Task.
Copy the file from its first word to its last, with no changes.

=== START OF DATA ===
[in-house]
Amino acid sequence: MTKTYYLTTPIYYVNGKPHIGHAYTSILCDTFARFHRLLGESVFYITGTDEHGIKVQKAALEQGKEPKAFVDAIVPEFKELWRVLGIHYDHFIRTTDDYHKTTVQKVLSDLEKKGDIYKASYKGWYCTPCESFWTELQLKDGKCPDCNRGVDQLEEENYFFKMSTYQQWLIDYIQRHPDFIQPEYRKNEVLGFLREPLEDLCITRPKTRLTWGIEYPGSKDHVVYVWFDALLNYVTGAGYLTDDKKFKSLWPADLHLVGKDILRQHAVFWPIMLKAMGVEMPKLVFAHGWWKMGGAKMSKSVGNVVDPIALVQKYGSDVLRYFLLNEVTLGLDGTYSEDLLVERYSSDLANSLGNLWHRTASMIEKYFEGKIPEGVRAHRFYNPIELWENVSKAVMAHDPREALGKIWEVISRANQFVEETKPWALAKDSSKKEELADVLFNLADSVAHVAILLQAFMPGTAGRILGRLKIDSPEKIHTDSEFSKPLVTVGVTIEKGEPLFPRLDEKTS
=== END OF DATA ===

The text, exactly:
[in-house]
Amino acid sequence: MTKTYYLTTPIYYVNGKPHIGHAYTSILCDTFARFHRLLGESVFYITGTDEHGIKVQKAALEQGKEPKAFVDAIVPEFKELWRVLGIHYDHFIRTTDDYHKTTVQKVLSDLEKKGDIYKASYKGWYCTPCESFWTELQLKDGKCPDCNRGVDQLEEENYFFKMSTYQQWLIDYIQRHPDFIQPEYRKNEVLGFLREPLEDLCITRPKTRLTWGIEYPGSKDHVVYVWFDALLNYVTGAGYLTDDKKFKSLWPADLHLVGKDILRQHAVFWPIMLKAMGVEMPKLVFAHGWWKMGGAKMSKSVGNVVDPIALVQKYGSDVLRYFLLNEVTLGLDGTYSEDLLVERYSSDLANSLGNLWHRTASMIEKYFEGKIPEGVRAHRFYNPIELWENVSKAVMAHDPREALGKIWEVISRANQFVEETKPWALAKDSSKKEELADVLFNLADSVAHVAILLQAFMPGTAGRILGRLKIDSPEKIHTDSEFSKPLVTVGVTIEKGEPLFPRLDEKTS